trm‘s readers can download Allan’s full report, “An Economic Assessment of Northern Gateway” at the Alberta Federation of Labour’s website. Note that, according to Nikiforuk, “Allan’s report supports the findings of Dave Hughes, a retired senior analyst with Natural Resources Canada. He described the pipeline as a risk to Canada’s economic and energy security” a report to which trm has previously linked.

Further commentary comes from the Communications, Energy, and Paperworkers Union of Canada which also says that the Gateway pipeline is unsustainable, based on a report they commissioned from Informetrica Inc.

The brief points out that two major refinery closures in Ontario and Quebec have created even more of a dependency on foreign suppliers for refined petroleum products: gasoline, diesel fuel and heating oil.

“Canadians should also be alarmed that, while Canada exports most of its bitumen to foreign sources, Atlantic Canada and Quebec import 90% of their oil, and Ontario imports 30%,” says Coles.

“Without access to the increased supply of Western Canadian crude, Eastern Canada has suffered a loss of refining capacity, a loss of jobs and gasoline supply problems. Meanwhile, hundreds of workers where thrown out of high-skill, well paying jobs and many additional direct and indirect jobs have been lost.

The primary CEP document is here.

Andrew Frank, the former ForestEthics employee fired for his whistleblowing and about whom trm has previously reported, now suggests a “middle way” to avoid the polarization the Gateway debate has created. Though his suggestions are valid, trm has concerns that they are premised on the continued operation of the tarsands.  trm does not necessarily agree that they must continue.  Still, she also wants to encourage dialogue among Canadians and so, presents his points in abbreviated form:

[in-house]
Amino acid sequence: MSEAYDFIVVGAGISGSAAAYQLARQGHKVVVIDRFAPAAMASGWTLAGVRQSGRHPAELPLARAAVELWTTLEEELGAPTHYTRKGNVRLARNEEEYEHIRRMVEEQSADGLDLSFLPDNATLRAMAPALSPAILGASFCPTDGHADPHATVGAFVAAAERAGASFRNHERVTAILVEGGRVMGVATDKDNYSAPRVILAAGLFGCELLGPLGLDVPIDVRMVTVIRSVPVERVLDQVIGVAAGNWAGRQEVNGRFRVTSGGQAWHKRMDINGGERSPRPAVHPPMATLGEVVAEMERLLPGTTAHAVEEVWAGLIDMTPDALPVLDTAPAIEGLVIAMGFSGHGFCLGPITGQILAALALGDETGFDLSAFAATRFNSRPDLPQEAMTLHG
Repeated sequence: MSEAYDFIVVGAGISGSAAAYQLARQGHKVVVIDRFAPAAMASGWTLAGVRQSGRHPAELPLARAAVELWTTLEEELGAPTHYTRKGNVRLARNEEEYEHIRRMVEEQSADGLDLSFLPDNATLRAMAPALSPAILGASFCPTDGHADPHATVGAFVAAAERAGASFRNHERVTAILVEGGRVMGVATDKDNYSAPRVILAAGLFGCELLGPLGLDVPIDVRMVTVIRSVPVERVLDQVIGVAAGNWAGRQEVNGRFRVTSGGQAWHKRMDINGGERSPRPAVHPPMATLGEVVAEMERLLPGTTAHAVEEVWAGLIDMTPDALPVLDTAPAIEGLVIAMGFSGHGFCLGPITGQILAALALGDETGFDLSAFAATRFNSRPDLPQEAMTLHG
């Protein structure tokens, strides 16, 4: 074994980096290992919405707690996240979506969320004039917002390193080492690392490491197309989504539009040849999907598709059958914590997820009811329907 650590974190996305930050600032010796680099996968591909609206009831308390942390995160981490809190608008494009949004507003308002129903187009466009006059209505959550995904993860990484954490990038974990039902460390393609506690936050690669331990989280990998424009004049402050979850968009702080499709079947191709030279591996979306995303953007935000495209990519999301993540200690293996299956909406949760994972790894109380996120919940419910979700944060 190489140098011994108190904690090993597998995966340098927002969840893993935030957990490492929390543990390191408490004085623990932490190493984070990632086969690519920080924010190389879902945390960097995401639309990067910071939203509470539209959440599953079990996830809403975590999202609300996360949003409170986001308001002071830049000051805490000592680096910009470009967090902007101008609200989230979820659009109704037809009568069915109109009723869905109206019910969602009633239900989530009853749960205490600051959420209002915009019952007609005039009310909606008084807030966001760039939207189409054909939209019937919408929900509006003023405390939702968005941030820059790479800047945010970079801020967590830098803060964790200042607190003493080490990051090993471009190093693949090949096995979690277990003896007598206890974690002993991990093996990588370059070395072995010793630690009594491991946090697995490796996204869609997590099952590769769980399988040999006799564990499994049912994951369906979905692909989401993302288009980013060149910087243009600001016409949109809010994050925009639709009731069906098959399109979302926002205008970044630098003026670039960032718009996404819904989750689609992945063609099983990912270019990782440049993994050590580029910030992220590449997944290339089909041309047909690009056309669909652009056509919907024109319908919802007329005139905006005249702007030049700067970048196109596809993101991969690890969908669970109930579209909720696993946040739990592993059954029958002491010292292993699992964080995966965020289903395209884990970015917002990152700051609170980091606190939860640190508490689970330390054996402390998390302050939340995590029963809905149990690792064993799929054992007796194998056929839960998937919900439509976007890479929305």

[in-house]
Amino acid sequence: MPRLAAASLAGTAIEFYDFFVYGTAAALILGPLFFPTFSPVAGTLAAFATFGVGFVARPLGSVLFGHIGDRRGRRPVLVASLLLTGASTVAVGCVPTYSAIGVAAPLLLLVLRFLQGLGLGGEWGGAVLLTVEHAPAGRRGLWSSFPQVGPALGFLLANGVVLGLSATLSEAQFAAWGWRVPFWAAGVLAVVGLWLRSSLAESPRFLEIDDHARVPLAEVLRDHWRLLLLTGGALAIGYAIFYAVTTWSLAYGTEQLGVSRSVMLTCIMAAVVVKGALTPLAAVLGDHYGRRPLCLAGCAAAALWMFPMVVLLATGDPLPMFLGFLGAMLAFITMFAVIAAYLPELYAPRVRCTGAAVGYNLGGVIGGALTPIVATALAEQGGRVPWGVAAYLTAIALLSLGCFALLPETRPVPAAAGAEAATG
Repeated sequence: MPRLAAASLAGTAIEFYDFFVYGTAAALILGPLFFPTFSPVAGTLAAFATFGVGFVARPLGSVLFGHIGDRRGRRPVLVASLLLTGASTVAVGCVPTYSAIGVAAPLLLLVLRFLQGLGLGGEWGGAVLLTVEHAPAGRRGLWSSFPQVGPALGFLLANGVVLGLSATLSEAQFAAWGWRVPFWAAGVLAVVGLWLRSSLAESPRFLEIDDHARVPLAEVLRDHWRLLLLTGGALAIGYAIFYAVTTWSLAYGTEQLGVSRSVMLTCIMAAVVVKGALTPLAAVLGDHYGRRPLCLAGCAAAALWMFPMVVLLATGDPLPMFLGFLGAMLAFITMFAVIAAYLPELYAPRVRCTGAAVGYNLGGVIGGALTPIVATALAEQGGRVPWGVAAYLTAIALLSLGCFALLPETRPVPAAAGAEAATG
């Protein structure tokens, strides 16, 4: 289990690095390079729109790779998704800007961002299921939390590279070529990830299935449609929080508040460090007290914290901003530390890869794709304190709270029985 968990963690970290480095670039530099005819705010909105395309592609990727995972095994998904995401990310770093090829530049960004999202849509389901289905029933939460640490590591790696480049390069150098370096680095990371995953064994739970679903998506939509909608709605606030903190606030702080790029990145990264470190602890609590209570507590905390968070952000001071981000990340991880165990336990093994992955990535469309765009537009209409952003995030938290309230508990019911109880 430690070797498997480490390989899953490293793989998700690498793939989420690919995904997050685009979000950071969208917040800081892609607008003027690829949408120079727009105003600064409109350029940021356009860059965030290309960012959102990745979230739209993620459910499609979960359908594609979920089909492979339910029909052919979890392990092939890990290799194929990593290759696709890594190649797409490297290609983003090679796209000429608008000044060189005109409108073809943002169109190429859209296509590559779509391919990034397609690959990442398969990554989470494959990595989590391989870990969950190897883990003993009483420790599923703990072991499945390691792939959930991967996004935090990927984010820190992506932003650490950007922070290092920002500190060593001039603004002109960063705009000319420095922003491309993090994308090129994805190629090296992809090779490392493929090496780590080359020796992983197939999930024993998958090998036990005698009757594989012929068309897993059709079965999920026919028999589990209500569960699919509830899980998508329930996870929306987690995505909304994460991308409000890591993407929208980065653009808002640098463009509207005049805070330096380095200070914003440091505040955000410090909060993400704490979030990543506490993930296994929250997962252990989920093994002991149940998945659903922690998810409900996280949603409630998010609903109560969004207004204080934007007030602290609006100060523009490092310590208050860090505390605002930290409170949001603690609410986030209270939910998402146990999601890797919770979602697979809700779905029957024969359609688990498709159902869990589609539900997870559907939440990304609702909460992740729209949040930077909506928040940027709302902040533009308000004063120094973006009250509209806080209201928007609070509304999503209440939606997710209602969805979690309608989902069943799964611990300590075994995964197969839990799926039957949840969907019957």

1. The Enbridge Northern Gateway Pipeline should not be built.
  2. Regulation needs to catch up with production.
  3. Oil sands production should match a rate that climate change scientists say is safe.
  4. Slowdown production to extract the maximum value and develop a royalties system that will look after Canadians long after the oil sands are gone.

Related to the Frank matter was the Notice of Motion filed by Ecojustice on behalf of four so-called radical groups. If you recall, dear Reader, it was the prelude to the HarperCons’ knickers-in-a-knot InfoAlert last Friday. Earlier this week, Ecojustice reported that their motion was denied, but welcomed the “declaration of independence” from the Joint Review Panel. They go on to say that,